In truth, by the time they took office, these so-called sovereigntists were already putting their fingers in a very leaky dike. Globalization and the world of complex interdependence had rendered many of their arguments moot. U.S. businesses had set up transnational production networks that left them vulnerable both to the desires of overseas governments and to the whims of transnational actors such as nongovernmental organizations (NGOs). The latter, empowered by the global information revolution, have found it easier and easier to pursue their interests divorced from national bases; as Clinton State Department official Strobe Talbott has observed, al Qaeda may be the ultimate NGO. The U.S. economy, meanwhile, had become addicted to the Wall Street-centered international financial system. America had become a net user of other nations' capital, enabling Americans to habitually buy more goods from abroad than they sell to others. This trend became critical to the health of the U.S. economy throughout the 1990s, a decade in which U.S. savings dropped to nearly nothing.

By Bush's inaugural, American dependence on the international system had gone beyond savings and investment, jobs and markets. It was also about maintaining America's military superiority -- the very source of its unilateralist pride. As the campaign in Afghanistan showed, much of the best U.S. defense technology is produced by high-tech commercial companies, which supply a lot of the technology that goes into robotic drones, airborne cameras, satellites, handheld global-positioning-system equipment, and systems-integration and telecommunications equipment.

Little of this equipment is produced now by a military-industrial complex sequestered in the United States, as it was during the Cold War. Nor will it be produced that way in the future, despite Bush's huge increase in defense spending. The Internet may have begun, famously, as a top-secret Defense Department project, but those days are long gone. Today Silicon Valley is so far ahead in R&D and product generation that it is simply too expensive and inefficient for the Pentagon to order up its own computer and telecommunications equipment from scratch. And here is the crucial point: these high-tech companies depend on the international marketplace to survive. Indeed, the "dual-use" technologies they produce represent the lion's share of what America's economy has to sell in the global marketplace these days. Supercomputers, for example, are necessary for twenty-first-century warfare -- determining everything from warhead design to weather patterns in the event of an air strike -- and every U.S. supercomputer company now gets at least half of its revenues from overseas sales. America's defense edge, in other words, depends on the stability and openness of the international economy in a way it never has before.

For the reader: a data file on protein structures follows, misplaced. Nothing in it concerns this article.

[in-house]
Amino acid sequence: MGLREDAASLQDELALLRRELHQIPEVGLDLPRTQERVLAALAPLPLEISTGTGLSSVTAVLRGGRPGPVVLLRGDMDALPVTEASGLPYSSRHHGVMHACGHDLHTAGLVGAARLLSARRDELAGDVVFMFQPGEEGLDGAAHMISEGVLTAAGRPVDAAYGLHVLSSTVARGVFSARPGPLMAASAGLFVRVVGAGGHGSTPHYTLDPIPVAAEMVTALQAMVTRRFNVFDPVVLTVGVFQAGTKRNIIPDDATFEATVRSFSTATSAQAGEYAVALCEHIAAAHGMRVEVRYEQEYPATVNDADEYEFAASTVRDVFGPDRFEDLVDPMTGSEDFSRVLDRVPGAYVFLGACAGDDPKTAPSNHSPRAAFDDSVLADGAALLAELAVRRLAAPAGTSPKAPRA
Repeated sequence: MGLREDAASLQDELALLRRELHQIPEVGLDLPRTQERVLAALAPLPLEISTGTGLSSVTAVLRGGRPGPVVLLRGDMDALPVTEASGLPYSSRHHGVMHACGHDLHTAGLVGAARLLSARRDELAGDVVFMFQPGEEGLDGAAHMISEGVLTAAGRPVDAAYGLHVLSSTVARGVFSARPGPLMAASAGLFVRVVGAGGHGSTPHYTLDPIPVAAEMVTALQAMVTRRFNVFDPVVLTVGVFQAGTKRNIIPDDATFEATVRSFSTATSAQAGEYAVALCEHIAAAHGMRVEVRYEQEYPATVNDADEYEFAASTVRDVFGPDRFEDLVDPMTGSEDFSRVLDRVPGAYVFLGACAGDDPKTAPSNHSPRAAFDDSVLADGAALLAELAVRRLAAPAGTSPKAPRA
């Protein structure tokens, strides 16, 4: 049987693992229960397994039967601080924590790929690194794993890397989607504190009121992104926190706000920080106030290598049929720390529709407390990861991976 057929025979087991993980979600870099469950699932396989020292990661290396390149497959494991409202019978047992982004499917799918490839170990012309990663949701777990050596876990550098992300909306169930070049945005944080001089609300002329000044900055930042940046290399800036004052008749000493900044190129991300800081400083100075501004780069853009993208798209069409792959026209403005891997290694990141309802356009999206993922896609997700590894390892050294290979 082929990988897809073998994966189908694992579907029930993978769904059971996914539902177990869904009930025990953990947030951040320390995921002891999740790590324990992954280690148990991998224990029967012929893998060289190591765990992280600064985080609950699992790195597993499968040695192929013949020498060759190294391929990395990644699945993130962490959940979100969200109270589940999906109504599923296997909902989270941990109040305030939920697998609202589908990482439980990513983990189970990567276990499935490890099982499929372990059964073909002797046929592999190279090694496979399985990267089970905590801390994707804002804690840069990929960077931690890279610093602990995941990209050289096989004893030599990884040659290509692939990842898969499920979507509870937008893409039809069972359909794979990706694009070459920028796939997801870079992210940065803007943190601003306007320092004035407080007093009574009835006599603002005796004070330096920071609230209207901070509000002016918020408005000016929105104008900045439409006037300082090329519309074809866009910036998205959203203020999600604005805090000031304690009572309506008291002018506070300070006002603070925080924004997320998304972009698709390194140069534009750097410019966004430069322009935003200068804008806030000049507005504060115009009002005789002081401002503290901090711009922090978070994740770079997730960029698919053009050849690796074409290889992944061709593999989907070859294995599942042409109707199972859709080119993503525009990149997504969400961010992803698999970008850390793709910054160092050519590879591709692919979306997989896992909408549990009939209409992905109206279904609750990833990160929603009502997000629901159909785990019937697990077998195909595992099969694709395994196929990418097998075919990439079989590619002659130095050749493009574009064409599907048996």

It is easy for conservatives, of course, to acknowledge the importance of the international economy. The "international community" is another thing. This is still such a nebulous idea that it has always been easy to dismiss as a Wilsonian myth. Yet the international economy no longer exists in a vacuum; there is a growing nexus of markets, governments, and peoples that share common interests and values, and that nexus in turn deepens the international economy. There are old working institutions, such as the Security Council, that sometimes give voice to these interests and values, and new institutions such as the WTO that adjudicate disputes when that nexus breaks down.

Proof that the international community exists -- or at least that something other than anarchy prevails -- is all around us. It can be found in the lack of serious attempts by other major powers to balance or build alliances against the United States, as realists have predicted. It can be found in the fact that none of the major powers -- the EU, Japan, Russia, even China -- is engaged in a major military buildup to challenge the lone superpower decades hence. Despite the war on terror and all the disputes it has provoked between Americans and Europeans, the forces of order are clearly much more powerful than the forces of chaos in the world today. In the last decade, financial markets have collapsed several times, and the global economy has held (so far). Antiglobalization protests raged, and the open-market system has remained intact (for the most part). Terror struck down the World Trade Center towers, and the clash of civilizations has not ensued (yet). If there is a coming anarchy, as some realists warn, then the burden of proof still lies with them, because there is hardly a glimmer of it on the horizon. The structure of the post-Cold War world has stayed together through its many stresses and strains, not least because there is no viable alternative.